Using a small paint roller, apply primer to the cabinets. You can use a small brush to work the paint into smaller grooves and patterns that the roller won’t reach. One coat should be plenty. Your primer is only there to cover the majority of any color, pattern and stain underneath. It serves to prime the surface for the actual paint later on. Once you have applied the primer, go ahead and let it dry for a couple of hours. Don’t worry about cleaning out the roller and brush — oil-based primer is hard to clean. Save the tools for any later house painting projects you may have.

prep-work-for-kitchen-cabinets

Step 5: Painting

The primer should be tacky but dry by now. You can do the majority of your painting with a small roller, using your brush sparingly. This helps minimize the texture difference caused by brushstrokes and helps you paint more quickly. You will want to wait for the first coat to dry before applying the second coat. It is entirely possible, if you started early, to finish priming and painting cabinets in the space of a day.

The process of painting is where all the fun is. You get to see your chosen color displayed for the world on your cabinets and drawers. Use a steady hand to roll on paint in even strokes. Your roller is perfect for most of the cabinets and doors. It will let you easily cover the flat surfaces. For smaller crevices and grooves in the wood, use a small brush with an angled tip. The angle will help you work paint into the small grooves and corners without leaving large drops pooling in small recesses.

Did you plan to paint the inside of the cabinet doors? If so, do the inside first. You should let the primer and paint dry for several days before flipping them over to paint the outside. You do the inside first so that if anything goes wrong when you flip it, the mistakes are mostly hidden. You wait several days so the paint has had time to solidify and can resist damage.

Step 6: Finishing Up

If you talk to a professional house painter, they will advise you to wait for at least three days before hanging your doors once more. This gives the paint plenty of time to dry and harden. Five days is best for the most safety.

If you’re using old hardware, simply reattach it where it was before and replace everything. If you’re using new hardware, you will need to drill fresh pilot holes for the new screws. Make sure you follow the old construction adage. Measure twice, cut — or drill — once. Even taking your time, this will only take an hour or so. Finally, with your freshly painted doors hung once more, you can enjoy your new kitchen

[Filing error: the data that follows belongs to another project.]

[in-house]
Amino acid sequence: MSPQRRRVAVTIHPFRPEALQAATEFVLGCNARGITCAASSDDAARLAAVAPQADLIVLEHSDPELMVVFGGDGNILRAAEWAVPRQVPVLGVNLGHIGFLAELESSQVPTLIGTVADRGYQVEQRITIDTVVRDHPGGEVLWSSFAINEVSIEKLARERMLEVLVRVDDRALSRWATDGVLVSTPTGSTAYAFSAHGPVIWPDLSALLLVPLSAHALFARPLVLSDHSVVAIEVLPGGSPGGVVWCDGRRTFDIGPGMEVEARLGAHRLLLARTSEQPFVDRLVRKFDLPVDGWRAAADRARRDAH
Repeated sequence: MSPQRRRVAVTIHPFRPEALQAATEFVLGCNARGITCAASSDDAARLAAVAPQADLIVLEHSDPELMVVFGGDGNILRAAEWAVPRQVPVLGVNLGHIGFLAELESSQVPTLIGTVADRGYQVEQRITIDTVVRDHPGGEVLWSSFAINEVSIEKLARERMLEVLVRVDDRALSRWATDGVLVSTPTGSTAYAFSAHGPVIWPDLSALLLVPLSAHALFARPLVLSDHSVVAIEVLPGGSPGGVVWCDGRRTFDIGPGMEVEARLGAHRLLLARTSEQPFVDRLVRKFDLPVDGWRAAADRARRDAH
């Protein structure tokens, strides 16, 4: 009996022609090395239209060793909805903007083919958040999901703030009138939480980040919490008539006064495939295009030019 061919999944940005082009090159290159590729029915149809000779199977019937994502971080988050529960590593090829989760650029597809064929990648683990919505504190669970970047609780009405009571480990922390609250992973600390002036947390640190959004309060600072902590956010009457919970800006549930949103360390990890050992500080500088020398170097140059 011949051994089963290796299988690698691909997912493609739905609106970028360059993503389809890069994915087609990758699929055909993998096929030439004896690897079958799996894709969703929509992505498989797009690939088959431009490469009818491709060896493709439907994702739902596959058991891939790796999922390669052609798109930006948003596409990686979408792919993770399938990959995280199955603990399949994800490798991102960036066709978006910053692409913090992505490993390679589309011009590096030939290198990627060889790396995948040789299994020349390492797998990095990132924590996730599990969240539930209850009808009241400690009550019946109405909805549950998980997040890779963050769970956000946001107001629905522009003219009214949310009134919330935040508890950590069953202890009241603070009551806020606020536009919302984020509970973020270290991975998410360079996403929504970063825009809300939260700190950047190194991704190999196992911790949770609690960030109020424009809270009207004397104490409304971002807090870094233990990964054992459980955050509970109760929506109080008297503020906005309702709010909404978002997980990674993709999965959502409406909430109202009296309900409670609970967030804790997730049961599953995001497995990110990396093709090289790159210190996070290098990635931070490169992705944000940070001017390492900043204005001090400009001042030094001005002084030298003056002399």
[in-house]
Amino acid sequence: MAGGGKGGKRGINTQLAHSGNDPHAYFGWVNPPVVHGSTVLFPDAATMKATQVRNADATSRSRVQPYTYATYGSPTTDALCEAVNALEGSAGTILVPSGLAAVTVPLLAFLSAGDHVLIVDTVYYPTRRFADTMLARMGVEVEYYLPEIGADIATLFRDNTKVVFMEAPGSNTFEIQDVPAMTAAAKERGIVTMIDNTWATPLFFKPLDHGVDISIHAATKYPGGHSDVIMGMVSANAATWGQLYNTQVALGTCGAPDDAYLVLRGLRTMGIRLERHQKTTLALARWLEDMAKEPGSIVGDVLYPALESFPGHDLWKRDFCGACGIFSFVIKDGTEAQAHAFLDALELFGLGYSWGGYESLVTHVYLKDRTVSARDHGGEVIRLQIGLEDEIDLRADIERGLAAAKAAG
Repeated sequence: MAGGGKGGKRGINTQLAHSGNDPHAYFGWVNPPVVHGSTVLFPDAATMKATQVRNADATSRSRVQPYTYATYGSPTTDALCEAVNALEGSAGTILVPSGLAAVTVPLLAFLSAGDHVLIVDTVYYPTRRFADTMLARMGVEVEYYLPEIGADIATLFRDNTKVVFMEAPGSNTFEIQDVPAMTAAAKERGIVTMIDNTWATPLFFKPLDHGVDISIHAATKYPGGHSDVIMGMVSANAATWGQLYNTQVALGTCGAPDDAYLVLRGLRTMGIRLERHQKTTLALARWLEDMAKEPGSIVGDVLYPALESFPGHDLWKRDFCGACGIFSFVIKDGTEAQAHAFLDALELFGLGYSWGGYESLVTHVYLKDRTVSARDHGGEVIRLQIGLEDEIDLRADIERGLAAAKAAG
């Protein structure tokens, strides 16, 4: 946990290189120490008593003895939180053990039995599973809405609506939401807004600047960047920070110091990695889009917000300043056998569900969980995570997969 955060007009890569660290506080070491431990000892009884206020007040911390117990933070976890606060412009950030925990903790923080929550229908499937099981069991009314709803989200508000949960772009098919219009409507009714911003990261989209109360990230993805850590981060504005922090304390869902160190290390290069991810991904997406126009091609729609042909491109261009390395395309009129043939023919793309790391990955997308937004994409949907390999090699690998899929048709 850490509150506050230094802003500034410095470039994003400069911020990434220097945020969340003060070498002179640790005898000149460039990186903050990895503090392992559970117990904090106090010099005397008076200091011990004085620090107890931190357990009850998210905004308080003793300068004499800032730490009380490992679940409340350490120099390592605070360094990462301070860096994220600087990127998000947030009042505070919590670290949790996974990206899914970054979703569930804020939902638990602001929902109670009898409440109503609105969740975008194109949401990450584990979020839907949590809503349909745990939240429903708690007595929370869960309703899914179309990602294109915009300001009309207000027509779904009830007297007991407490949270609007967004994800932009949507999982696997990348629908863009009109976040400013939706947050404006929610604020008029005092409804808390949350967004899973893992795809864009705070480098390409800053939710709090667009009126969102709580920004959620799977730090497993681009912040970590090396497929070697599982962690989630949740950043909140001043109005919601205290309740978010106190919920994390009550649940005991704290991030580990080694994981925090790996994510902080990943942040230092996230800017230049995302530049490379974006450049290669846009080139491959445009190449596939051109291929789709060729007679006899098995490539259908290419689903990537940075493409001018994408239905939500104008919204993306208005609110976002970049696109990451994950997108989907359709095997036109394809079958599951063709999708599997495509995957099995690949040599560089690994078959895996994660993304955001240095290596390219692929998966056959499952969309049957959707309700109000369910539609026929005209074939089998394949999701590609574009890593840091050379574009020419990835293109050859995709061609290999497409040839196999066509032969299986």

Priming-kitchen-cabinets

  • http://www.painting.kirbyworks.net/ Kirby Hopper

    Good information John. How did you attach those hangers to the doors?

  • Mikemikmikeq

    Do you spray the cabinets or use rollers?

  • http://www.starscenic.net/shopping/start.php?browse=1&cat=25&=SID Decorative paint

    Thanks for the nice ideas..

  • Sherwan khan

    We specialize in painting interiors and exteriors of houses, apartment buildings, individual units, offices and retail stores. Call us today!
    (520) 351-0768
    http://www.tucsonhousepainting.net/

  • perrytradesman

    HI John, I have always had a lot of respect for you and by and large you and yr guys do a great job but- is this the way that yr company does cabinets. I guess im just kind of surprised abt the latex which you wont ever catch me using that ( latex) on any cabinet or moulding I wont ever use it- I mean im always doing cabinets and have done tons in my 29+ years, the last thing is using a roller on cabinet doors and drawer faces never but in a rare chance I can not spray ill roll but lay off with a prob a purdy adjutant sash tool- I have a pretty system and my spray work looks high -end and once I do get to having a gun in my hand its prob 3 – 5 seconds and I get a good good build of enamel- that does not mean you dont do good work john cuz I know you do thx for letting me post- Perry ( these cabinet doors are junk oak open grain but look ok now lol)

  • John Shearer

    Hi Perry, Thanks for stopping by and posting. This article was written as an information guide for non-professional painters; that is why the comments about brush and rolling are included. This particular project was painted with Satin Impervo oil base enamel and 217 underbody and sprayed. We are split about 50-50 between latex and oil finishes; owner or designer specified.

Previous post:

Next post: